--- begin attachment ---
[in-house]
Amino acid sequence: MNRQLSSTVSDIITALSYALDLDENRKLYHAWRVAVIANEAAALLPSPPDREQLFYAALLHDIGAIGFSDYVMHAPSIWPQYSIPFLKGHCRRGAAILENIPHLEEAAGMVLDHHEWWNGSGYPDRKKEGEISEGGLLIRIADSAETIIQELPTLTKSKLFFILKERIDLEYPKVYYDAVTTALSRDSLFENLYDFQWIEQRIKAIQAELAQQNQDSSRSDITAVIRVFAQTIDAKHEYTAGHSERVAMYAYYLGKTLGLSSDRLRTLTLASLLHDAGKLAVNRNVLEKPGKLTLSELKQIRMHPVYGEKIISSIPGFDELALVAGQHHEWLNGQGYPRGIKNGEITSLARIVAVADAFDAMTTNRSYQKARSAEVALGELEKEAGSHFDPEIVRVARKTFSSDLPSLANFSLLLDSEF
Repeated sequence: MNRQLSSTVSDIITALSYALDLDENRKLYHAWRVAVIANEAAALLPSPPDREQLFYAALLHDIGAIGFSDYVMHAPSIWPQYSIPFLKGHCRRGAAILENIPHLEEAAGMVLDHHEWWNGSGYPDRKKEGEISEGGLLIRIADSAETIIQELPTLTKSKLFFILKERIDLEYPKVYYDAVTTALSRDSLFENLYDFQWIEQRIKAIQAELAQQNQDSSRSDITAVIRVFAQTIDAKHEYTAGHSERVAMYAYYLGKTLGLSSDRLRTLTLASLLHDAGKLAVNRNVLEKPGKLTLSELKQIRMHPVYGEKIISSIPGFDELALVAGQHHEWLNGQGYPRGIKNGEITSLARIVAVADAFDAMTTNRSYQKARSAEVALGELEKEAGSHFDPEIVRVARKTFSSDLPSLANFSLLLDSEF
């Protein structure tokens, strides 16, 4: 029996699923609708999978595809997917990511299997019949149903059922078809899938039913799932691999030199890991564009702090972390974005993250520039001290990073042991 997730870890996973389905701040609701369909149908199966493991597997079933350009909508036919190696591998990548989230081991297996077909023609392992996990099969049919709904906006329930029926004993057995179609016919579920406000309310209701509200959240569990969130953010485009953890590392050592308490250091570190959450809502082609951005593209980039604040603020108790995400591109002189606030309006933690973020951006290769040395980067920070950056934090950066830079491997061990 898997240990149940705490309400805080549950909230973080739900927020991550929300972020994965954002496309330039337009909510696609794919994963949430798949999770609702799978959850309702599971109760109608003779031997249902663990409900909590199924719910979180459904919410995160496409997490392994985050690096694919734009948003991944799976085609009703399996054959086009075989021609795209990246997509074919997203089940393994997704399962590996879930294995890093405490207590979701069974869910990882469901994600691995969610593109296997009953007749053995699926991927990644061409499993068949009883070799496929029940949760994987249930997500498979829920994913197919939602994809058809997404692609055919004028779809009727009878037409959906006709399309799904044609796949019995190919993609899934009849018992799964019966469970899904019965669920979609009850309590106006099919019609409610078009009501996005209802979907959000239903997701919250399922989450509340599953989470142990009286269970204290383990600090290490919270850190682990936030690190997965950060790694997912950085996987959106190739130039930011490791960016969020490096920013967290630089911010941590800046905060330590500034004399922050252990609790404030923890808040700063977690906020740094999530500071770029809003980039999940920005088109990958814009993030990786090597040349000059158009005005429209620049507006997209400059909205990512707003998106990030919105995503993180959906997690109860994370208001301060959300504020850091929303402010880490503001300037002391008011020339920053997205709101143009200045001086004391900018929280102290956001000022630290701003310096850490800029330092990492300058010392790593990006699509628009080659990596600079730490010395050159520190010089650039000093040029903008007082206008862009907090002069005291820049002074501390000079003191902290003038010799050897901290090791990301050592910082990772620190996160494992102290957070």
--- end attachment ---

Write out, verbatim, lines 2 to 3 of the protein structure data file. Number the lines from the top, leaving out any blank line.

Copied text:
Amino acid sequence: MNRQLSSTVSDIITALSYALDLDENRKLYHAWRVAVIANEAAALLPSPPDREQLFYAALLHDIGAIGFSDYVMHAPSIWPQYSIPFLKGHCRRGAAILENIPHLEEAAGMVLDHHEWWNGSGYPDRKKEGEISEGGLLIRIADSAETIIQELPTLTKSKLFFILKERIDLEYPKVYYDAVTTALSRDSLFENLYDFQWIEQRIKAIQAELAQQNQDSSRSDITAVIRVFAQTIDAKHEYTAGHSERVAMYAYYLGKTLGLSSDRLRTLTLASLLHDAGKLAVNRNVLEKPGKLTLSELKQIRMHPVYGEKIISSIPGFDELALVAGQHHEWLNGQGYPRGIKNGEITSLARIVAVADAFDAMTTNRSYQKARSAEVALGELEKEAGSHFDPEIVRVARKTFSSDLPSLANFSLLLDSEF
Repeated sequence: MNRQLSSTVSDIITALSYALDLDENRKLYHAWRVAVIANEAAALLPSPPDREQLFYAALLHDIGAIGFSDYVMHAPSIWPQYSIPFLKGHCRRGAAILENIPHLEEAAGMVLDHHEWWNGSGYPDRKKEGEISEGGLLIRIADSAETIIQELPTLTKSKLFFILKERIDLEYPKVYYDAVTTALSRDSLFENLYDFQWIEQRIKAIQAELAQQNQDSSRSDITAVIRVFAQTIDAKHEYTAGHSERVAMYAYYLGKTLGLSSDRLRTLTLASLLHDAGKLAVNRNVLEKPGKLTLSELKQIRMHPVYGEKIISSIPGFDELALVAGQHHEWLNGQGYPRGIKNGEITSLARIVAVADAFDAMTTNRSYQKARSAEVALGELEKEAGSHFDPEIVRVARKTFSSDLPSLANFSLLLDSEF